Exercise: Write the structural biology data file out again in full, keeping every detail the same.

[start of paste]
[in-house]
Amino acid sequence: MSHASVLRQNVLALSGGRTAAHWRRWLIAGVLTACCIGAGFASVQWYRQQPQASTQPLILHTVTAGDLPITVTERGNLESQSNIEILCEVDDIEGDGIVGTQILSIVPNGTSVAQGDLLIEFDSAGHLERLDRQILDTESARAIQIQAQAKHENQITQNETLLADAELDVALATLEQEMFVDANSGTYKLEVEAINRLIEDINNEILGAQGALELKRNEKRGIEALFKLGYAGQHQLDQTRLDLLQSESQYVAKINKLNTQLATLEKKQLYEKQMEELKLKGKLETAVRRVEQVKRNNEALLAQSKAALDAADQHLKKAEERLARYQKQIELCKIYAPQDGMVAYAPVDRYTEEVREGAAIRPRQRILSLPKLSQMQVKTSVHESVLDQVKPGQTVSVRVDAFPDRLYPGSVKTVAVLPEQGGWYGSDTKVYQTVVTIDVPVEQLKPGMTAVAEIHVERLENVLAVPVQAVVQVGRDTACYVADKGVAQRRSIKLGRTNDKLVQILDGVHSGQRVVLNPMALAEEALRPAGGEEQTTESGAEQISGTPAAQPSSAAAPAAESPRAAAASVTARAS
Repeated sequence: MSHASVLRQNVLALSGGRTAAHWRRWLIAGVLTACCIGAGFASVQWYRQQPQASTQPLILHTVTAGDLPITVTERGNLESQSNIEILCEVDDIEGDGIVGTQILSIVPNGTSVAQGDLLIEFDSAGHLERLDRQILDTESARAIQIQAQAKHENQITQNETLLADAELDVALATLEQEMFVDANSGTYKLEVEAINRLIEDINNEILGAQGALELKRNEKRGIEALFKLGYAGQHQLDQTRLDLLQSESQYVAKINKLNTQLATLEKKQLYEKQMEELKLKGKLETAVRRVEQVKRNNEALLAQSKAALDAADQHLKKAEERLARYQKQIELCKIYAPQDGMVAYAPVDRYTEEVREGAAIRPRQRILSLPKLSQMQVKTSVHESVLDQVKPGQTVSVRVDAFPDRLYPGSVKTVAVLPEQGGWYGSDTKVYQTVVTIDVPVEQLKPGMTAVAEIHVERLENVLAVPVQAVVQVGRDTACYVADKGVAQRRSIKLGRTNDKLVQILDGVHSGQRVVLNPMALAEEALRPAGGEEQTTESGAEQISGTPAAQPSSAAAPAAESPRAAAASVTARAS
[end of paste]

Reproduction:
[in-house]
Amino acid sequence: MSHASVLRQNVLALSGGRTAAHWRRWLIAGVLTACCIGAGFASVQWYRQQPQASTQPLILHTVTAGDLPITVTERGNLESQSNIEILCEVDDIEGDGIVGTQILSIVPNGTSVAQGDLLIEFDSAGHLERLDRQILDTESARAIQIQAQAKHENQITQNETLLADAELDVALATLEQEMFVDANSGTYKLEVEAINRLIEDINNEILGAQGALELKRNEKRGIEALFKLGYAGQHQLDQTRLDLLQSESQYVAKINKLNTQLATLEKKQLYEKQMEELKLKGKLETAVRRVEQVKRNNEALLAQSKAALDAADQHLKKAEERLARYQKQIELCKIYAPQDGMVAYAPVDRYTEEVREGAAIRPRQRILSLPKLSQMQVKTSVHESVLDQVKPGQTVSVRVDAFPDRLYPGSVKTVAVLPEQGGWYGSDTKVYQTVVTIDVPVEQLKPGMTAVAEIHVERLENVLAVPVQAVVQVGRDTACYVADKGVAQRRSIKLGRTNDKLVQILDGVHSGQRVVLNPMALAEEALRPAGGEEQTTESGAEQISGTPAAQPSSAAAPAAESPRAAAASVTARAS
Repeated sequence: MSHASVLRQNVLALSGGRTAAHWRRWLIAGVLTACCIGAGFASVQWYRQQPQASTQPLILHTVTAGDLPITVTERGNLESQSNIEILCEVDDIEGDGIVGTQILSIVPNGTSVAQGDLLIEFDSAGHLERLDRQILDTESARAIQIQAQAKHENQITQNETLLADAELDVALATLEQEMFVDANSGTYKLEVEAINRLIEDINNEILGAQGALELKRNEKRGIEALFKLGYAGQHQLDQTRLDLLQSESQYVAKINKLNTQLATLEKKQLYEKQMEELKLKGKLETAVRRVEQVKRNNEALLAQSKAALDAADQHLKKAEERLARYQKQIELCKIYAPQDGMVAYAPVDRYTEEVREGAAIRPRQRILSLPKLSQMQVKTSVHESVLDQVKPGQTVSVRVDAFPDRLYPGSVKTVAVLPEQGGWYGSDTKVYQTVVTIDVPVEQLKPGMTAVAEIHVERLENVLAVPVQAVVQVGRDTACYVADKGVAQRRSIKLGRTNDKLVQILDGVHSGQRVVLNPMALAEEALRPAGGEEQTTESGAEQISGTPAAQPSSAAAPAAESPRAAAASVTARAS